Bakers and suppliers who source ingredients, finished products and machinery from Europe say they are under increasing pressure from the strong euro.
Companies who signed deals months ago have told British Baker the agreements will cost them more than anticipated, as the euro has soared against the pound.
The euro-to-pound exchange rate has increased from 68p in May 2007 to its current value of 79p - which means UK companies will get less for the pound.
The resurgence will hit companies hard, when combined with the effects of rising fuel, energy and commodities costs.
David Marx, sales and marketing director at Giles Foods, which buys raw ingredients and machinery from continental Europe and Ireland, said the situation was making it very difficult for business.
The combination of the strong euro and rising energy and commodities costs are "making things very hairy at the moment", he said, adding that equipment deals signed late last year would now cost the company 15% more than planned due to the resurgent currency.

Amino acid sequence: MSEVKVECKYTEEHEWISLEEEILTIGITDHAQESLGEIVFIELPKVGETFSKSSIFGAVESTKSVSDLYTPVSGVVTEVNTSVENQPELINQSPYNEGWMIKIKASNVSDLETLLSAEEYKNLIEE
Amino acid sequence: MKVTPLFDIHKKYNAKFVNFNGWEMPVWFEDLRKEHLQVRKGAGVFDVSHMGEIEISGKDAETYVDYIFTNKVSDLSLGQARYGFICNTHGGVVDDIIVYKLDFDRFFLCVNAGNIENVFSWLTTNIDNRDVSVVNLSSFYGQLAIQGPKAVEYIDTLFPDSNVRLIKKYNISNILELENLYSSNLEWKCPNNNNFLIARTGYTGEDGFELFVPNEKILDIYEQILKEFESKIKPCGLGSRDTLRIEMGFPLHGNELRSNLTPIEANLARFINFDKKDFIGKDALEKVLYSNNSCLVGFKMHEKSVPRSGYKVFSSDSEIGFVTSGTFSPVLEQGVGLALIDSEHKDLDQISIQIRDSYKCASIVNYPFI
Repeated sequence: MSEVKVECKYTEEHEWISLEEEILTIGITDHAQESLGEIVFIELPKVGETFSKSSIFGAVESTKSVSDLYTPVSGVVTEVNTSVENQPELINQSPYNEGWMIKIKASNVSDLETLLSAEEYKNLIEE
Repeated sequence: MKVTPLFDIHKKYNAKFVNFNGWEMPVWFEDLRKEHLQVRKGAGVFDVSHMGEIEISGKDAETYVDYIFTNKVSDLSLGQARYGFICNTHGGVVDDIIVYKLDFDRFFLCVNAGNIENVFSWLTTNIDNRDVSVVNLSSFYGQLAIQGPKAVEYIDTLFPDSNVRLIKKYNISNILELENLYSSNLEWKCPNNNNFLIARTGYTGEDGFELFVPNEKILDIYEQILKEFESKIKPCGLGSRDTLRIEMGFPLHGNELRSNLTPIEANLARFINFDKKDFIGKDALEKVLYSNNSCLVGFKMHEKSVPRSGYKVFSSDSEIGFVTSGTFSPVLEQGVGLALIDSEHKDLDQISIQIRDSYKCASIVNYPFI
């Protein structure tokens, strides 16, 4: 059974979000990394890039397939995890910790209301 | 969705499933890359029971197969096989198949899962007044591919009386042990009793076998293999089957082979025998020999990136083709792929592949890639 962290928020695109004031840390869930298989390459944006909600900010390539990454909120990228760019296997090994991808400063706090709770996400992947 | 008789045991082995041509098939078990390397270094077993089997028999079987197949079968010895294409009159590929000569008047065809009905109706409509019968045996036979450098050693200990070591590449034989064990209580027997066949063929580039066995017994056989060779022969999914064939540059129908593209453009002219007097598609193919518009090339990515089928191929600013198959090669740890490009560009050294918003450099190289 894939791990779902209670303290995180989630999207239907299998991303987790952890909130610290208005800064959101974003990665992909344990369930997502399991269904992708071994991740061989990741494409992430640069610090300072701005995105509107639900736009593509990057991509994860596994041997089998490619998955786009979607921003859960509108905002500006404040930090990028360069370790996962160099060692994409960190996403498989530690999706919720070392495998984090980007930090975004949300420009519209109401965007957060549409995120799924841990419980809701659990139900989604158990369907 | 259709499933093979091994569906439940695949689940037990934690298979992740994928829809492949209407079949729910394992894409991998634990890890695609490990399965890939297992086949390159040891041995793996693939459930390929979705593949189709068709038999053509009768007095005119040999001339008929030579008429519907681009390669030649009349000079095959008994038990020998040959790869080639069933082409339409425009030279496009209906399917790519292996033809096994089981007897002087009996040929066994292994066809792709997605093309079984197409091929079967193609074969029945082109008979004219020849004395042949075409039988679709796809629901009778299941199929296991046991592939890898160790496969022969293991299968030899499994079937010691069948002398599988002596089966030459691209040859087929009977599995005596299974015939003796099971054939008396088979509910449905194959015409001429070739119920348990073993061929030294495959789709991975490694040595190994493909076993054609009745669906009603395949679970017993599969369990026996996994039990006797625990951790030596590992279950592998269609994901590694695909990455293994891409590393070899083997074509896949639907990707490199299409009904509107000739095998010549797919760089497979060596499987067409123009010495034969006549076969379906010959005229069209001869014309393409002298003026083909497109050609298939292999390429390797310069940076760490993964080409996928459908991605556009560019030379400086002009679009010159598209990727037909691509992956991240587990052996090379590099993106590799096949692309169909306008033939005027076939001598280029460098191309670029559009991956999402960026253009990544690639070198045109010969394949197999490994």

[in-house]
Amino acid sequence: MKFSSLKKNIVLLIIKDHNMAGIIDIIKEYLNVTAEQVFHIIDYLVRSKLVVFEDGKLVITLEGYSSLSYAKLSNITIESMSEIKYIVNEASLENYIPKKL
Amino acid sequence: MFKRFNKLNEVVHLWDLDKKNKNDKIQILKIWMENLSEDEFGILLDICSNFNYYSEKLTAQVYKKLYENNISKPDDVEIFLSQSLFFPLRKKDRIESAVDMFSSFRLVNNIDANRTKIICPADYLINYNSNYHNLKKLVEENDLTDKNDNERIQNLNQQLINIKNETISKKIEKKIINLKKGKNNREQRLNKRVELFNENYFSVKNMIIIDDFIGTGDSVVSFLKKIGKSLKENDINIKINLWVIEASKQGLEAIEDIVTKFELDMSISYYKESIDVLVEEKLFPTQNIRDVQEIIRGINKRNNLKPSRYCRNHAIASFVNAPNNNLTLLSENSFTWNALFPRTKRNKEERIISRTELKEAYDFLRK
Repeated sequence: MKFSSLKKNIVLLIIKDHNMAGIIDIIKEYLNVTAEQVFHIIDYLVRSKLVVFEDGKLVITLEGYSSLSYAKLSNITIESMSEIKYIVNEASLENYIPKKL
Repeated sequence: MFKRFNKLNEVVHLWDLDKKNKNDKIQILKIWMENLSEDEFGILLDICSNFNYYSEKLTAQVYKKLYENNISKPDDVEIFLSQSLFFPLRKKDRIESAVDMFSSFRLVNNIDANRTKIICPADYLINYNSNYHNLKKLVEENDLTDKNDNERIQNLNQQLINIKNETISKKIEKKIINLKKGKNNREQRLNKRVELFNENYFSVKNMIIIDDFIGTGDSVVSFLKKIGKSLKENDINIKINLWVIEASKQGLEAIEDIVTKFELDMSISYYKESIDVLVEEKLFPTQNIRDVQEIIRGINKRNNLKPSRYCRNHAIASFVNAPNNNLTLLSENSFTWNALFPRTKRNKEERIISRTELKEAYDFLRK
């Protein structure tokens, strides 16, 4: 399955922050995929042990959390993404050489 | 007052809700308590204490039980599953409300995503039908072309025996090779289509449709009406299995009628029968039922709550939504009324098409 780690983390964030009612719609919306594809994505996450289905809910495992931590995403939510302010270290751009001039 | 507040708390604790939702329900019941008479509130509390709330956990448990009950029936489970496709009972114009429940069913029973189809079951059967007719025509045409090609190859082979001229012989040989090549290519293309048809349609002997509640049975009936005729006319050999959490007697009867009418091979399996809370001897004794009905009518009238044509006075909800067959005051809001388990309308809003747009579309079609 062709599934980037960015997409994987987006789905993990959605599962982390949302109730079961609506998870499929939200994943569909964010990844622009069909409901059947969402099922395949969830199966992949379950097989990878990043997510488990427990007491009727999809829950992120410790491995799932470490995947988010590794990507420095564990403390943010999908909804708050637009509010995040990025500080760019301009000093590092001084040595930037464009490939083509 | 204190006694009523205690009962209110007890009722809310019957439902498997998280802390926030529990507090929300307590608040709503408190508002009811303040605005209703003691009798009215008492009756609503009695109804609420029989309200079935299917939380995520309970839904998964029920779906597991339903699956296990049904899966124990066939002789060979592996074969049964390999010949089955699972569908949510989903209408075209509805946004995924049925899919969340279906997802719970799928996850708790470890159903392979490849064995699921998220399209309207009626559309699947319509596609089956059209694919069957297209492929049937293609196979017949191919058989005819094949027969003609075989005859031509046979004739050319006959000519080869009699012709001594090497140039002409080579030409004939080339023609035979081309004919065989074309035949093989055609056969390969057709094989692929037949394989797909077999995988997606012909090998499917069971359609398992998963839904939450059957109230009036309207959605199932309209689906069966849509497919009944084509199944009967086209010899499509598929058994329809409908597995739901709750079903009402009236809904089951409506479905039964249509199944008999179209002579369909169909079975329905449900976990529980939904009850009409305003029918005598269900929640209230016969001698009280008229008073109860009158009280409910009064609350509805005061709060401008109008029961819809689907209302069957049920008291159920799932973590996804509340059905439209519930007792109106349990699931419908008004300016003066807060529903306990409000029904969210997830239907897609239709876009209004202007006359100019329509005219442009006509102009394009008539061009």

Colin Lyons, director of Goswell’s Bakery, which manufacturs Vogel’s bread, said the company was having to contend both with increases in the price of soya, which it buys from continental Europe, plus the effect of the increasingly strong euro. "I’m sure the euro is having an indirect effect, as every time we buy soya in euros we are paying more," he added.
John Singleton, sales manager of equipment supplier Benier (UK) said the business is protected against currency fluctuations, as most of its business is conducted in euros, unless clients request otherwise.
Earlier this month, the euro reached a record high, as the European Central Bank refused to cut interest rates, despite international concerns about the currency’s strength.